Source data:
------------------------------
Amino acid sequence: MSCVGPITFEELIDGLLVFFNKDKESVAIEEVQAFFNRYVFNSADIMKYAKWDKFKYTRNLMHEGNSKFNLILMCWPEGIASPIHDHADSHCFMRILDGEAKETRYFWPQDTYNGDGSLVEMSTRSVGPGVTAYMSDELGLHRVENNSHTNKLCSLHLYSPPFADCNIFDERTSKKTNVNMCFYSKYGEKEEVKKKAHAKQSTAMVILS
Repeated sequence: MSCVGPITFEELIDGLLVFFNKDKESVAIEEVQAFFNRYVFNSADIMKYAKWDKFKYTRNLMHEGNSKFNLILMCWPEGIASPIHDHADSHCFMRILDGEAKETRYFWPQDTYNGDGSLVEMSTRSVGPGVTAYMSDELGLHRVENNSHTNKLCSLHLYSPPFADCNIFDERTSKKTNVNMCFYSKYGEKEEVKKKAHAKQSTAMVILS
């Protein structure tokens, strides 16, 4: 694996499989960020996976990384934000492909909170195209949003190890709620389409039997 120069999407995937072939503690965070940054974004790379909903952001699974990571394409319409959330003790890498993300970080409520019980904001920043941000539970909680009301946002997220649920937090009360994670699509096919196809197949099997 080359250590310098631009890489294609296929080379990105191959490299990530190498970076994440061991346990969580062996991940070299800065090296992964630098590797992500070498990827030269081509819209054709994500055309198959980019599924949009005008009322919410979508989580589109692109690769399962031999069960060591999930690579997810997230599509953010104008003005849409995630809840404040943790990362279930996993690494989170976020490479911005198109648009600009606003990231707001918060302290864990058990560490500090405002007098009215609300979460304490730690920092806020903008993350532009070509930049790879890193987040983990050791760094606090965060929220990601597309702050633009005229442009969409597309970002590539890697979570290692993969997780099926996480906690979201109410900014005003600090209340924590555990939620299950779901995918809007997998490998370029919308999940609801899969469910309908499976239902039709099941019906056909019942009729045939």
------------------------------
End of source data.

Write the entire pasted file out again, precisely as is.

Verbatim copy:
Amino acid sequence: MSCVGPITFEELIDGLLVFFNKDKESVAIEEVQAFFNRYVFNSADIMKYAKWDKFKYTRNLMHEGNSKFNLILMCWPEGIASPIHDHADSHCFMRILDGEAKETRYFWPQDTYNGDGSLVEMSTRSVGPGVTAYMSDELGLHRVENNSHTNKLCSLHLYSPPFADCNIFDERTSKKTNVNMCFYSKYGEKEEVKKKAHAKQSTAMVILS
Repeated sequence: MSCVGPITFEELIDGLLVFFNKDKESVAIEEVQAFFNRYVFNSADIMKYAKWDKFKYTRNLMHEGNSKFNLILMCWPEGIASPIHDHADSHCFMRILDGEAKETRYFWPQDTYNGDGSLVEMSTRSVGPGVTAYMSDELGLHRVENNSHTNKLCSLHLYSPPFADCNIFDERTSKKTNVNMCFYSKYGEKEEVKKKAHAKQSTAMVILS
């Protein structure tokens, strides 16, 4: 694996499989960020996976990384934000492909909170195209949003190890709620389409039997 120069999407995937072939503690965070940054974004790379909903952001699974990571394409319409959330003790890498993300970080409520019980904001920043941000539970909680009301946002997220649920937090009360994670699509096919196809197949099997 080359250590310098631009890489294609296929080379990105191959490299990530190498970076994440061991346990969580062996991940070299800065090296992964630098590797992500070498990827030269081509819209054709994500055309198959980019599924949009005008009322919410979508989580589109692109690769399962031999069960060591999930690579997810997230599509953010104008003005849409995630809840404040943790990362279930996993690494989170976020490479911005198109648009600009606003990231707001918060302290864990058990560490500090405002007098009215609300979460304490730690920092806020903008993350532009070509930049790879890193987040983990050791760094606090965060929220990601597309702050633009005229442009969409597309970002590539890697979570290692993969997780099926996480906690979201109410900014005003600090209340924590555990939620299950779901995918809007997998490998370029919308999940609801899969469910309908499976239902039709099941019906056909019942009729045939």